Friedrich Nietzsche, Daybreak:  Reflections on Moral Prejudice. Morgenröte: Gedanken über die moralischen Vorurteile (also could be translated as The Dawn).

Written and published in 1881.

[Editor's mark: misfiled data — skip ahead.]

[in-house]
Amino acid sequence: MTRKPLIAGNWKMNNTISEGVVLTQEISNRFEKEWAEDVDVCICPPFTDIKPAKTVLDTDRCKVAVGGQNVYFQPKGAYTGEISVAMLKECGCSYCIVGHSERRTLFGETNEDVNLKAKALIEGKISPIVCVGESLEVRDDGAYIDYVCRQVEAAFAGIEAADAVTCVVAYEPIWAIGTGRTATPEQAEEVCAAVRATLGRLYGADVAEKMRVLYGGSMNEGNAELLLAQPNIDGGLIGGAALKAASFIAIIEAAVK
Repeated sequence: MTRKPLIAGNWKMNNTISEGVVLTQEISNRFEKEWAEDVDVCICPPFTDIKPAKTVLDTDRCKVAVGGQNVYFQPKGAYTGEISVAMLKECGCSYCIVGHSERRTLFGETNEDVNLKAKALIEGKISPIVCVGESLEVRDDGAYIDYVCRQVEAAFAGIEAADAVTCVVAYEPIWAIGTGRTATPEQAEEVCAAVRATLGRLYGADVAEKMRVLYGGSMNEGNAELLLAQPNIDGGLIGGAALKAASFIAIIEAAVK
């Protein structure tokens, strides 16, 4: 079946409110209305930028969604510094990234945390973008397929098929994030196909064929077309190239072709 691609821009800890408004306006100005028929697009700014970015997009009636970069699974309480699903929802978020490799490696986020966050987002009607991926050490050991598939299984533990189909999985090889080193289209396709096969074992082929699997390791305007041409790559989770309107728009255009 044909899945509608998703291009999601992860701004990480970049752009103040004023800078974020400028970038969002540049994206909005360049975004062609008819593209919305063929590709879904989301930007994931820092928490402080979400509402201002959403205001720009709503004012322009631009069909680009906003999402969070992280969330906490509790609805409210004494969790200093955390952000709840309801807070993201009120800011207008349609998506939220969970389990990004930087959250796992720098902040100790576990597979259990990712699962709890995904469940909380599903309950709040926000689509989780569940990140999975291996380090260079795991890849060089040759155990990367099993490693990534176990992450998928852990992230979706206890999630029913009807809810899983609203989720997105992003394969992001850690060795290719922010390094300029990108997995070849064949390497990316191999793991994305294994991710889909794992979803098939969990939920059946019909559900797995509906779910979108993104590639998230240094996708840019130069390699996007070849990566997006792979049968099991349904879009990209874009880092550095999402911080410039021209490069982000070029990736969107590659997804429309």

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Those unfortunate occurrences which take place at times in the community such as sudden storms bad harvests or plagues lead members of the community to suspect that offences against custom have been committed or that new customs must be invented to appease a new demonic power and caprice.  Suspicion and reasoning of this kind however evade an inquiry into the real and natural causes and take the demoniac cause for granted.  This is one source of the hereditary perversion of the human intellect; and the other one follows in its train for proceeding on the same principle people paid much less attention to the real and natural consequences of an action than to the supernatural consequences (the so-called punishments and mercies of the Divinity).  It is commanded for instance that certain ablutions are to be taken at certain times: and the washing is made not for the sake of cleanliness but because the command has been made.  We are not taught to avoid the real consequences of dirt but merely the supposed displeasure of the gods when an ablution has been neglected.  Under the pressure of superstitious fear people began to suspect that these ablutions were of much greater importance than they seemed; they ascribed inner and supplementary meanings to them gradually lost their sense of and pleasure in reality and finally reality is considered as valuable only to the extent that it is a symbol.  Hence a man who is under the influence of the morality of custom comes to despise causes first of all secondly consequences and thirdly reality and weaves all his higher feelings (reverence sublimity pride gratitude love) into an imaginary world: the so-called higher world.  And even today we can see the consequences of this: wherever and in whatever fashion man's feelings are exalted that imaginary world is in evidence.  It is sad to have to say it; but for the time being all higher sentiments must be looked upon with suspicion by the man of science to so great an extent are they intermingled with illusion and extravagance.  Not that they need necessarily be suspected per se and forever; but there is no doubt that of all the gradual purifications which await humanity the purification of the higher feelings will be one of the slowest.  
 

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